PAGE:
According to the travelers Kömürcüyan and İnciciyan, the area of the Beylerbeyi Palace was called “Istavroz Gardens” in the 17th and 18th centuries. Since the Byzantine period, many beautiful buildings have been built in the Beylerbeyi terrace. In the Ottoman times, this area was used for one of the Ottoman court gardens (Has Bahçe). The name “Beylerbeyi” comes from the waterside mansion, which was built by Mehmet Paşa, who was a Rumeli Beylerbeyi (“Commander of commanders” (governor-general) in the European side of the Ottoman Empire) during the reign of Sultan Murad III (1574-1595).
In 1863, Sultan Abdülaziz (1861-1876) ordered the architect Sarkis Balyan to build a new palace in the place of the burnt wooden palace during the reign of Sultan Mahmud II (1808-1839). It is known that more than 5000 workers worked to build the Beylerbeyi Palace. It took 4 years to complete the palace. The Beylerbeyi Palace was used as a summer residence, and hosted lots of foreign presidents and regal visitors such as the Serbian prince, King VIII Edward, the Iranian Shah Nasleddin, and the Duke and Duchess of Windsor. Empress Eugenie of France visited Beylerbeyi Palace on the way to the opening of the Suez Canal in 1869. After Sultan Abdülhamid II (1876-1909) was dethroned by the government, he stayed at the Beylerbeyi Palace for six years until his death (1918).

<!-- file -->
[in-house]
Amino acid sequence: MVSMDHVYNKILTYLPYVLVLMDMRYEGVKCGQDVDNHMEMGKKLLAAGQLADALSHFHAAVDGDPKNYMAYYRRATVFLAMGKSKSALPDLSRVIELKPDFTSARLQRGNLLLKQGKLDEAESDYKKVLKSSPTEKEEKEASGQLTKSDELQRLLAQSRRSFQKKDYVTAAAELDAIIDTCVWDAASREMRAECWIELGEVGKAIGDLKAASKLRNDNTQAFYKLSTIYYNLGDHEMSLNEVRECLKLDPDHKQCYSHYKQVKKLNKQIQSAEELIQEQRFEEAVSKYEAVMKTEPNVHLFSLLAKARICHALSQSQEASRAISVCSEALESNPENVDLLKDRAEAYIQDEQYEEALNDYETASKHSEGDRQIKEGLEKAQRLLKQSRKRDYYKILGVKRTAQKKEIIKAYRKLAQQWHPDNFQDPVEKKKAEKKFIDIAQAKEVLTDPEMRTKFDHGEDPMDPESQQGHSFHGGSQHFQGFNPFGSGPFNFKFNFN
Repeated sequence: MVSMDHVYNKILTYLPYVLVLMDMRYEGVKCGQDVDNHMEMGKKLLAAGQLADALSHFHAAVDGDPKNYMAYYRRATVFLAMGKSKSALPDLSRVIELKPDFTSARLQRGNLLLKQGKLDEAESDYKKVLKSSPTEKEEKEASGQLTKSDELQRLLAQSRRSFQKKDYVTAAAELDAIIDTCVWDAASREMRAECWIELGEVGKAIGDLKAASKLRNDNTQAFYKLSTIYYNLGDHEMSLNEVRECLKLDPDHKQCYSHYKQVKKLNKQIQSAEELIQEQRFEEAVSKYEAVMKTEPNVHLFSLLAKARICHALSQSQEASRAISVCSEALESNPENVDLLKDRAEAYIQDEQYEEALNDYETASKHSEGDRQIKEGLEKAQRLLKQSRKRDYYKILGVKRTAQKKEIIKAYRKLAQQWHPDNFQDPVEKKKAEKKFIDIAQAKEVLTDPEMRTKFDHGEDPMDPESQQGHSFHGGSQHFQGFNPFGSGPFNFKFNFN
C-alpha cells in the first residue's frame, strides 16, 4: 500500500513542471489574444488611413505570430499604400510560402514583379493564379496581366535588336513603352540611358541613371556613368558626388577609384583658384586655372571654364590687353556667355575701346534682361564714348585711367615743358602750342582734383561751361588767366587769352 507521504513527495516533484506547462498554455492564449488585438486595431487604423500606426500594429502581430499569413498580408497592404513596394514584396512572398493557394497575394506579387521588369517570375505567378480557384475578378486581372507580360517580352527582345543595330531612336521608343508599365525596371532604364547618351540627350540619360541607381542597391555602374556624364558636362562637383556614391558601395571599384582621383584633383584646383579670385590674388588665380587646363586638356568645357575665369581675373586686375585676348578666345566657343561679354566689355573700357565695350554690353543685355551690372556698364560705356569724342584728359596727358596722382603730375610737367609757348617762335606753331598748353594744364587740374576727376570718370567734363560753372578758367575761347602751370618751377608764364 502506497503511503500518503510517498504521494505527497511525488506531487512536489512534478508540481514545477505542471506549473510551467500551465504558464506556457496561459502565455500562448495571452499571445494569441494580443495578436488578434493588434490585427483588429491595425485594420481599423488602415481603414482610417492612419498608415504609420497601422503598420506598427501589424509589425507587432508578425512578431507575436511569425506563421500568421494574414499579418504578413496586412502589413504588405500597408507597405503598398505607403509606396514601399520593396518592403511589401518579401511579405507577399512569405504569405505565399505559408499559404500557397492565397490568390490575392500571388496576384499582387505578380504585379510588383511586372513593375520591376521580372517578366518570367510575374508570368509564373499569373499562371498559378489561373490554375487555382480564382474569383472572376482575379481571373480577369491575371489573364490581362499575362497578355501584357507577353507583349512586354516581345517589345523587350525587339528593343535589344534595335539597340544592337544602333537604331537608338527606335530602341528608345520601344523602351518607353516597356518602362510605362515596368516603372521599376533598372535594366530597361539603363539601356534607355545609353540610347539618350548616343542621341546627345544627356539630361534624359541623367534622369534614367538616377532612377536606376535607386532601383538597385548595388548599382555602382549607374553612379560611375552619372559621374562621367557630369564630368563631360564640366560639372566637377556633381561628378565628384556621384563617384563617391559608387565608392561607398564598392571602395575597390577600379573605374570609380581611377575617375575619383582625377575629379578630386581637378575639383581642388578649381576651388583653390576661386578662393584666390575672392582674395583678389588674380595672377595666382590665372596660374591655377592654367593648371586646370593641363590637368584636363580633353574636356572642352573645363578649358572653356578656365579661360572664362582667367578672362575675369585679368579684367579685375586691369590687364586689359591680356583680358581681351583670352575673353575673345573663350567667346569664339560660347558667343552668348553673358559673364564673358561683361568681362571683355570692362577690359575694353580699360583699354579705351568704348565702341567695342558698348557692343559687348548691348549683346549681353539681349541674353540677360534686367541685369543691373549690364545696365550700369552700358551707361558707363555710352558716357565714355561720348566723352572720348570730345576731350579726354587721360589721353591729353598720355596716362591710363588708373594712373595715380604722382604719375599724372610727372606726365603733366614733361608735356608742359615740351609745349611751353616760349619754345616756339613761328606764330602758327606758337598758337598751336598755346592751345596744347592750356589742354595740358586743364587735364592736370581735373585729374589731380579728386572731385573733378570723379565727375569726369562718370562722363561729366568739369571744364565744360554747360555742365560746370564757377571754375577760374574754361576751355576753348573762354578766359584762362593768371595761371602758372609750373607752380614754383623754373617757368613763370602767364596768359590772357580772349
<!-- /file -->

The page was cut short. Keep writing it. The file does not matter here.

The interior and outside of the palace is decorated with European and Eastern styles. The palace has three floors, and contains three entrances, six halls and 26 rooms. There are two volumes “Harem” and “Selamlık”. On the floors, Egyptian reed matting was used as a form of insulation. In the garden, there is a big pool, stables, and Selsebilli marble kiosk and a tunnel which is situated under the garden. After the declaration of the Republic, the Beylerbeyi Palace serves as a museum.